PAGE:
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Professor Peter Scott

Biography

As Pro Vice-Chancellor (Education) at UTS Professor Peter Scott is responsible for the Postgraduate.Futures strategy and transforming the digital experience of our students.

Before joining UTS, he was the Director of the Knowledge Media Institute at the UK's Open University – the world's leading distance learning institution and was at the forefront of research and development in disciplines that intersect to improve learning with technology. In his distant past, Peter taught Psychology at the University of Sheffield, UK, and has textbooks in both Psych and Cognitive Science.

He believes technology is a critical part of the learning mix for the 21st century university, but only one part of that mix. He envisages a new way of working where we fit people, places and learning designs together with technology into UTS life.
Image of Peter Scott
Pro Vice-Chancellor (Education), Deputy Vice-Chancellor (Education and Students)
 
Phone
+61 2 9514 1344

Chapters

Okada, A., Buckingham Shum, S., Bachler, M., Tomadaki, E., Scott, P., Little, A. & Eisenstadt, M. 2009, 'Knowledge media tools to foster social learning' in Hatzipanagos, S. & Warburton, S. (eds), Handbook of Research on Social Software and Developing Community Ontologies, IGI Global, Hershey, PA, USA, pp. 357-380.
View/Download from: UTS OPUS or Publisher's site
The aim of this chapter is to overview the ways in which knowledge media technologies create opportunities for social learning. The Open Content movement has been growing rapidly, opening up new opportunities for widening participation. One of the Open Educational Resources (OER) initiatives is the OpenLearn project, launched by the Open University, which integrates three knowledge media technologies: Compendium, FM and MSG. In this chapter, the authors analyse some examples, which show how these tools can be used to foster open sensemaking communities by mapping knowledge, location and virtual interactions. At the end, they present some questions and future horizons related to this research
Okada, A., Tomadaki, E., Bachler, M., Eisenstadt, M., Buckingham Shum, S. & Scott, P. 2009, 'Knowledge Media Tools to Foster Social Learning in Open Sensemaking Communities' in Hatzipanagos, S. & Warburton, S. (eds), Handbook of Research on Social Software and Developing Community Ontologies, IGI Global Snippet.
"This book explores how social software and developing community ontologies are challenging the way we operate in a performative space"--Provided by publisher.

Journal articles

Ferguson, C., Davidson, P.M., Scott, P.J., Jackson, D. & Hickman, L.D. 2015, 'Augmented reality, virtual reality and gaming: an integral part of nursing.', Contemporary nurse, vol. 51, no. 1, pp. 1-4.
View/Download from: UTS OPUS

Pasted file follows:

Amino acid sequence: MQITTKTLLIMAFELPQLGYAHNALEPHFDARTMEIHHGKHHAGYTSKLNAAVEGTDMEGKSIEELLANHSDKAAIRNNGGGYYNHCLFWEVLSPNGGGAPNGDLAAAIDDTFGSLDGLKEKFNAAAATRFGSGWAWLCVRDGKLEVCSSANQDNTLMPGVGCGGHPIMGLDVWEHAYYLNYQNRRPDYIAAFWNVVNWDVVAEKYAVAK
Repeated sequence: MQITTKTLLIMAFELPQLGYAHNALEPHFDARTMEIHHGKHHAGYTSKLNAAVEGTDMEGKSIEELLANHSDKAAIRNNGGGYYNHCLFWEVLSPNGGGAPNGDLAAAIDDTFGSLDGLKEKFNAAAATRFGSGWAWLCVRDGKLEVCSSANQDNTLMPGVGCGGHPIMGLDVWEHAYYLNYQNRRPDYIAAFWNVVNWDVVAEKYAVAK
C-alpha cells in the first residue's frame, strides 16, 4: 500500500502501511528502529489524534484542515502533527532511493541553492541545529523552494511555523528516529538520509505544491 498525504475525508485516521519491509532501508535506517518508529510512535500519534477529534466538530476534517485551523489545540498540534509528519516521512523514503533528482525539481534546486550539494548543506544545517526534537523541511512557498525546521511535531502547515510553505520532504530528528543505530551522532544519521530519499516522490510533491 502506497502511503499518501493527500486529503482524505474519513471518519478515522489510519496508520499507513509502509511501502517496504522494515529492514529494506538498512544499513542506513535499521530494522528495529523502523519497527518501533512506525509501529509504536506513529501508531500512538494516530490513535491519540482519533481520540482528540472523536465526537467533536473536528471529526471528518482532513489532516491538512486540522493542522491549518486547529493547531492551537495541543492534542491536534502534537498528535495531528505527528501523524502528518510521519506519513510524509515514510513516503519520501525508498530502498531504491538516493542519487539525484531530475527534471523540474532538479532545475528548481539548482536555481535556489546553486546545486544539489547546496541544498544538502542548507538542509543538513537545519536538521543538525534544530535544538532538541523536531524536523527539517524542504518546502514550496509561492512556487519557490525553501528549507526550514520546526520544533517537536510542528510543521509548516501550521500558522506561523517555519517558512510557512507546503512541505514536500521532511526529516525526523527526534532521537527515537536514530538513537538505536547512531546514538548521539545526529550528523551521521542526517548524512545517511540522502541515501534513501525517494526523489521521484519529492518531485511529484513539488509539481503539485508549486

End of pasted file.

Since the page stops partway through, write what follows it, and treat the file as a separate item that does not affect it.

Brooks, F. & Scott, P. 2006, 'Exploring knowledge work and leadership in online midwifery communication.', Journal of advanced nursing, vol. 55, no. 4, pp. 510-520.
AIM: This paper reports a study to answer the following question: if given a user-friendly online system, that enabled communication across the practice community, would midwives function as knowledge workers? BACKGROUND: Globally, the demand for quality-led and innovative service delivery requires that nurses and midwives shift from being 'information workers', or passive receivers of managerial and organizational decisions, to become 'knowledge workers' who are able to create, lead and communicate service innovation and practice development. New communication technologies may offer a means for healthcare professionals to interact as knowledge workers and develop supportive communities of practice. METHODS: An online discussion forum was implemented as a low-cost technological intervention, deploying existing hardware and a standard hospital intranet. The evaluation of the forum was constructed as case-study organizational research. The totality of online communication, both traffic and content, was analysed over a 3-month period (193 messages downloaded 2003/2004), and 15 in-depth interviews were undertaken with forum users. FINDINGS: Given simple, facilitative, innovative technology, supported by a positive working culture and guided by effective leadership, midwives could function as 'knowledge workers', critically reflecting upon their practice and translating knowledge into action designed to achieve change in practice. Participation occurred across all staff grades, and midwives were predominantly supportive and facilitative towards the contributions made by colleagues. CONCLUSION; Midwives may be well placed to exemplify the 'ideal' characteristics of the knowledge worker being demanded of modern healthcare professionals. The deployment of online interactive technologies as part of strategic vision to enhance knowledge work among healthcare professionals should be given attention within health systems.
Brooks, F. & Scott, P. 2006, 'Knowledge work in nursing and midwifery: an evaluation through computer-mediated communication.', International journal of nursing studies, vol. 43, no. 1, pp. 83-97.
Recent changes in policy and culture require health workers to incorporate "knowledge work" as a routine component of professional practice. Innovative computer-mediated communication technologies provide the opportunity to evaluate the nature of "knowledge work" within nursing and midwifery. This study embedded an online discussion system into an acute NHS Trust to support interaction within communities of practice. The complete record of online communications was analysed. Nurses were found to predominantly engage in information work with knowledge work restricted to senior-to-senior level exchanges. In contrast, midwives were observed to employ the technology to support knowledge work between all grades. The study indicates that technology can support knowledge work, including conveying tacit knowledge effectively.